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3 Tips for Fall – Lettuce / Bush Bean Planting, Squash Bug Control Strategy (& a personal note)

#1 – What You Need to Do to Get a Bountiful Supply of Lettuce Through Next Spring

To get a bountiful supply through fall, harvests through the winter, and the earliest supply of lettuce in the spring now is time to start your staggered plantings of lettuce if you haven’t already.

I usually start about mid August and stagger plantings every 10 days or 2 weeks through October.

That might seem like a lot of plantings but it’ll allow for some losses to weather, bugs, and/or seed not germinating. You have no way of knowing those things in advance so it’s beneficial to plan just in case.

Three of my favorite varieties for fall harvests are Sierra Batavia, Winter Density and Bronze Arrowhead. Also good are Rouge D’Hiver, Winter Marvel, Little Gem.

I’ve found Winter Density to be THE best for wintering over in my garden. (I protect from below freezing temperatures.)

Since I anticipate it being another month to 6 weeks before I can walk, I’ll be late getting started this year. But better late than not to have any lettuce. How bountiful my late plantings will be during the fall months will depend on the weather.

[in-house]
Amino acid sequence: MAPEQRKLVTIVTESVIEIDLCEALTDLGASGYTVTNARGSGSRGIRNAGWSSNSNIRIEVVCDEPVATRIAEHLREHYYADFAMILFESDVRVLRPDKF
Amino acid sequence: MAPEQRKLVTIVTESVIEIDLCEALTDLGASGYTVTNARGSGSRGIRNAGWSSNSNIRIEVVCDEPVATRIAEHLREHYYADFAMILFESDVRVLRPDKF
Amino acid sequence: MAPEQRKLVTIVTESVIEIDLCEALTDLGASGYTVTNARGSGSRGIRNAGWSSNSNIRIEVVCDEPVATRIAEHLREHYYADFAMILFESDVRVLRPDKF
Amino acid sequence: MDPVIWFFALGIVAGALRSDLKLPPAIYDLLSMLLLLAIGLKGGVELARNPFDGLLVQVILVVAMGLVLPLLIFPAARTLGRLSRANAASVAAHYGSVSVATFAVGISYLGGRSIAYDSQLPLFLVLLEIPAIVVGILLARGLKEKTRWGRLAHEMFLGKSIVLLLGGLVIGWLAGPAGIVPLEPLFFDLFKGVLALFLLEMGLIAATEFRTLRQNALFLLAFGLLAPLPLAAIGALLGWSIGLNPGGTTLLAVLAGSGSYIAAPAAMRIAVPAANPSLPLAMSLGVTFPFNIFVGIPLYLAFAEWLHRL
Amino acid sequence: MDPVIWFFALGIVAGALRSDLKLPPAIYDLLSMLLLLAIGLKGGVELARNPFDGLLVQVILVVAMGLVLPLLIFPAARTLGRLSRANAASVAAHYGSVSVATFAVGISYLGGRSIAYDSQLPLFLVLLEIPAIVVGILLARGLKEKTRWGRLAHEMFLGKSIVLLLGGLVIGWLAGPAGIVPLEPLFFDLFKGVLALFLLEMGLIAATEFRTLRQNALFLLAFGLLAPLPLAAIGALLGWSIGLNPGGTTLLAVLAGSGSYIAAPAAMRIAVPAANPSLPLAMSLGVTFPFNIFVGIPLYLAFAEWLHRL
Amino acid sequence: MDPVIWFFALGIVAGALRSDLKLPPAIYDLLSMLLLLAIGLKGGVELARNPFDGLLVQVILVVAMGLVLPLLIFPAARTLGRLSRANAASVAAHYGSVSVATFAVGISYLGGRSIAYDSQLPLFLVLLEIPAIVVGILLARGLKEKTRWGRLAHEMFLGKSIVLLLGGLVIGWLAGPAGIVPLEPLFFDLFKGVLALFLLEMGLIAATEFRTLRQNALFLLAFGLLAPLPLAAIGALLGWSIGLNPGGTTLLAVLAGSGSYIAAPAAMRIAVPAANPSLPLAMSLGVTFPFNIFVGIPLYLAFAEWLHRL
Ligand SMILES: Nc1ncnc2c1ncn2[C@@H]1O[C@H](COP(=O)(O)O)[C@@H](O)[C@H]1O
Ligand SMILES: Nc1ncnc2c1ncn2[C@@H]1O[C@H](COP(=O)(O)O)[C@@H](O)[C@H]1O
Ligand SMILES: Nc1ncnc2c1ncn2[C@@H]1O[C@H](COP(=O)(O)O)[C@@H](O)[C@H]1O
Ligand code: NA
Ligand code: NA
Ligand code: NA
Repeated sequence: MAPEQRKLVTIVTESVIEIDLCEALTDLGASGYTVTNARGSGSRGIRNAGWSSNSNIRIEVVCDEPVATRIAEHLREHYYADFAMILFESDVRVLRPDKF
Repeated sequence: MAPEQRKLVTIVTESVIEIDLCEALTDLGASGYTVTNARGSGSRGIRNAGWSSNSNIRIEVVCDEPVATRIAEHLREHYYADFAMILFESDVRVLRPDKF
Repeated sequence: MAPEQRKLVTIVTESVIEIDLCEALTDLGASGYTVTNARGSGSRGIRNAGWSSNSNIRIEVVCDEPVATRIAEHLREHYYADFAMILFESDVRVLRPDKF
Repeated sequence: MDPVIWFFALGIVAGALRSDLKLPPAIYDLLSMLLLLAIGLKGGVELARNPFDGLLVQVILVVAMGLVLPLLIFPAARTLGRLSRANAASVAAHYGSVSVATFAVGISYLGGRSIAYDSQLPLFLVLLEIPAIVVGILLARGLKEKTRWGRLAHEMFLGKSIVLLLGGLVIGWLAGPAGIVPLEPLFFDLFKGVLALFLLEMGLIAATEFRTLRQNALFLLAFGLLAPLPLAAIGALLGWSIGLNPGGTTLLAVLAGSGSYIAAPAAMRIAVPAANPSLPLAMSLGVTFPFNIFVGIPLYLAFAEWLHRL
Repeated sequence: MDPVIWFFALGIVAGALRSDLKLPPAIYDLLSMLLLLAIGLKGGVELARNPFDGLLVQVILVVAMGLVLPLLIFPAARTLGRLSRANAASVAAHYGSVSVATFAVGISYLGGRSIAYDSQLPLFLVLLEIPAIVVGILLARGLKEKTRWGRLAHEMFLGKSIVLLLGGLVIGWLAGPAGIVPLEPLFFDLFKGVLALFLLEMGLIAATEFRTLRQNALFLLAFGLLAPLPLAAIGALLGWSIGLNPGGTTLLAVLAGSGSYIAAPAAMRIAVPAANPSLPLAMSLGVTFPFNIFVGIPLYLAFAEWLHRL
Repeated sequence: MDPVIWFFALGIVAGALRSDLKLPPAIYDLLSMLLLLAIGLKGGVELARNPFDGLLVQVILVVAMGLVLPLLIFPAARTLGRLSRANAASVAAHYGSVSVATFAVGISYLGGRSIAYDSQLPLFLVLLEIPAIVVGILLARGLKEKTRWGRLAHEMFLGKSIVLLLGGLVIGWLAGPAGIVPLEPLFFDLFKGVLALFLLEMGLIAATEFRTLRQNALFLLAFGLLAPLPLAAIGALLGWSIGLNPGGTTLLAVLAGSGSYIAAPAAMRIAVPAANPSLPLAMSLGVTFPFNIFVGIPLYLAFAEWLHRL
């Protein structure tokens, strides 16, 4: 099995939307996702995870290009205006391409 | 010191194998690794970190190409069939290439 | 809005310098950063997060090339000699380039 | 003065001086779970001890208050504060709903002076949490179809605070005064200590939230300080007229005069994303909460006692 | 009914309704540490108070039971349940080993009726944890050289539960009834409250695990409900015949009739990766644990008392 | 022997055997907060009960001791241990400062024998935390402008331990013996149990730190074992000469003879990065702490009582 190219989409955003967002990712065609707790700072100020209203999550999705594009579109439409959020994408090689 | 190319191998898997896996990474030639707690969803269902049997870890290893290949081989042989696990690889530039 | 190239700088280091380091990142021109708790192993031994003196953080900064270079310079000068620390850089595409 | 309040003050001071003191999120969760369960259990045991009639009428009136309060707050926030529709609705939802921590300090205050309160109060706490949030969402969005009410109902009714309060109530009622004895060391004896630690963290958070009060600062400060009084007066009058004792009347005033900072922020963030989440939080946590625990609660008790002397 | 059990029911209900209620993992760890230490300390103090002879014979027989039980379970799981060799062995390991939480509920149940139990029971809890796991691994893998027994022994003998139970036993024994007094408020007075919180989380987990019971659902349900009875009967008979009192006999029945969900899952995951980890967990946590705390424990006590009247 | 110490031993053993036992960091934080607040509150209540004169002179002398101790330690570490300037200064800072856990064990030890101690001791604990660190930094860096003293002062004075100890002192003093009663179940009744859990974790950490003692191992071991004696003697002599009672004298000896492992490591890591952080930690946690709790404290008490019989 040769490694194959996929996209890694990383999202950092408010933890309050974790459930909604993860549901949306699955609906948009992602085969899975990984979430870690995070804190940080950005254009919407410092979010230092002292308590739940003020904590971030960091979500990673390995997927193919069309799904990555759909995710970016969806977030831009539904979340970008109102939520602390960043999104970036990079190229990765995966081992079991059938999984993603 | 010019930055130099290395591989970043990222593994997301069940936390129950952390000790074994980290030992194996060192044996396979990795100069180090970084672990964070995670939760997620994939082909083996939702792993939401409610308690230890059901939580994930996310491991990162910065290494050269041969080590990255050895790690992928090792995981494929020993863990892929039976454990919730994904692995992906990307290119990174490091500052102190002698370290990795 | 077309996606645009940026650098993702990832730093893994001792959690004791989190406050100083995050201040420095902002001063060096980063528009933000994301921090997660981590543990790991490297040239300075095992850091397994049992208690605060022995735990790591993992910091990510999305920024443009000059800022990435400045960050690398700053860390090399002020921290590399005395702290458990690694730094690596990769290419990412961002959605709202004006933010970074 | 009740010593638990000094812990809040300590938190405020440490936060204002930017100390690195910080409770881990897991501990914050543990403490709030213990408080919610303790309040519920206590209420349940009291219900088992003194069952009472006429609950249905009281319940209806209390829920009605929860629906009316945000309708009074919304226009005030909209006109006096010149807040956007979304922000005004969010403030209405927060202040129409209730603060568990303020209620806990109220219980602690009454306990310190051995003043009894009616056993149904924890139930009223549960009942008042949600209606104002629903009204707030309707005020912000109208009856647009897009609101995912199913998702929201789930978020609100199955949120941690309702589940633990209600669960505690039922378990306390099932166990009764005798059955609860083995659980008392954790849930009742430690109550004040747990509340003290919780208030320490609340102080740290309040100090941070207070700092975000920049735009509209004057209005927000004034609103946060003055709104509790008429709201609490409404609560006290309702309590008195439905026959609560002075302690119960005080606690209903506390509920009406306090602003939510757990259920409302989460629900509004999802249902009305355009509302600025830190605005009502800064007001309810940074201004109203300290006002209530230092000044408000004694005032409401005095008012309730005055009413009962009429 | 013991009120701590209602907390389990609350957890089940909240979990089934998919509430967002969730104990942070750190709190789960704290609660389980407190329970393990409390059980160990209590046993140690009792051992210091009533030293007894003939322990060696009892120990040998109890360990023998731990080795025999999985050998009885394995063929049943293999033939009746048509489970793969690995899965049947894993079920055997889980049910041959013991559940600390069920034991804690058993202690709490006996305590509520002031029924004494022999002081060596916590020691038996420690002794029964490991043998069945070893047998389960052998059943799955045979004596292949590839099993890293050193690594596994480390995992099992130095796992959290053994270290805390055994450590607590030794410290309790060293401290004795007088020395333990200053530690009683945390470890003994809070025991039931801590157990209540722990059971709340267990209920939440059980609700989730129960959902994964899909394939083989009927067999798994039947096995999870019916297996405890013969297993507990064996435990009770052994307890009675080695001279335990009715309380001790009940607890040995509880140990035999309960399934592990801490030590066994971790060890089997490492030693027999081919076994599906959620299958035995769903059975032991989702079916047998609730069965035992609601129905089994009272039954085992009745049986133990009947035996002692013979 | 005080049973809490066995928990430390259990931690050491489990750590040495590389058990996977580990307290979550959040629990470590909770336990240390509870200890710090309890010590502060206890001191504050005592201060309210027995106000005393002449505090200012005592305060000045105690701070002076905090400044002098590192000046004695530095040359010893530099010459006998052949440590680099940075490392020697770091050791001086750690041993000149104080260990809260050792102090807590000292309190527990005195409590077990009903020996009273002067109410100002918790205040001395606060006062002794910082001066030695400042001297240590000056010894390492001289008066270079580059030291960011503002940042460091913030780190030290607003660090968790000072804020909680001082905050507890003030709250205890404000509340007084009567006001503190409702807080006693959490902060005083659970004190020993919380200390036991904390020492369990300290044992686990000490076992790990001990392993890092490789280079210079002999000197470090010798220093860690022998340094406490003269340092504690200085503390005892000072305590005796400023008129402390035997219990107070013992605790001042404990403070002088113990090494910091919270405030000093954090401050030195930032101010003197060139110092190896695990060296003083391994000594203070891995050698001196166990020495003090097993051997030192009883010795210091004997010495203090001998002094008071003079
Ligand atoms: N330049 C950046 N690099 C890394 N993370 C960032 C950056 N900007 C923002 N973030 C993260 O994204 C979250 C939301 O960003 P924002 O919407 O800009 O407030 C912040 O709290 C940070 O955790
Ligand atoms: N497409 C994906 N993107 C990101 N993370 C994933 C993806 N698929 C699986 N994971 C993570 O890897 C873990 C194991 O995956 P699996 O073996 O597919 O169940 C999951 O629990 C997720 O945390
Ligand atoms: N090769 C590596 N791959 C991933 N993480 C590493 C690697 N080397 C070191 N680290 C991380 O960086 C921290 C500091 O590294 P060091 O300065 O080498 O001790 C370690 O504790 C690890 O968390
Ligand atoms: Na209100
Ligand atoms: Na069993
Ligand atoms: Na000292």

#2 – Want a Fresh Green Bean for Thanksgiving Dinner?

Masai bush beans are great for fall planting. They only take about 55 days from seedlings to beans.  Here in zone 7 there should be time to get beans before frost. Covering with a thicker row cover fabric should allow them to continue even a bit after frost.

A short bushy plant, the Masai plant produces long thin beans that are not only beautiful, but delicious.

If you have trouble with grasshoppers and other pests eating your emerging seedlings in the fall, you can start Masai Bush Beans in flats or pots. Transplant to the garden when they have 2 or more true leaves.

A great addition to Thanksgiving dinner. Or possibly Christmas dinner depending on your last frost/freeze date and how cold it gets.

#3 – Squash Bug Control Strategy – Do It Now to Cut Down on the Numbers Next Year

As I pointed out in a previous post you need more than one strategy to control squash bugs. One of the most important tactics is to prevent their overwintering in your garden.

Considering that female squash bugs can hibernate in the top 6 inches of your soil over the winter with as many as 250 eggs that will be viable NEXT spring without her mating again –– stopping even 10 females from wintering over could prevent as many as 2,500 bugs from attacking your squash next year.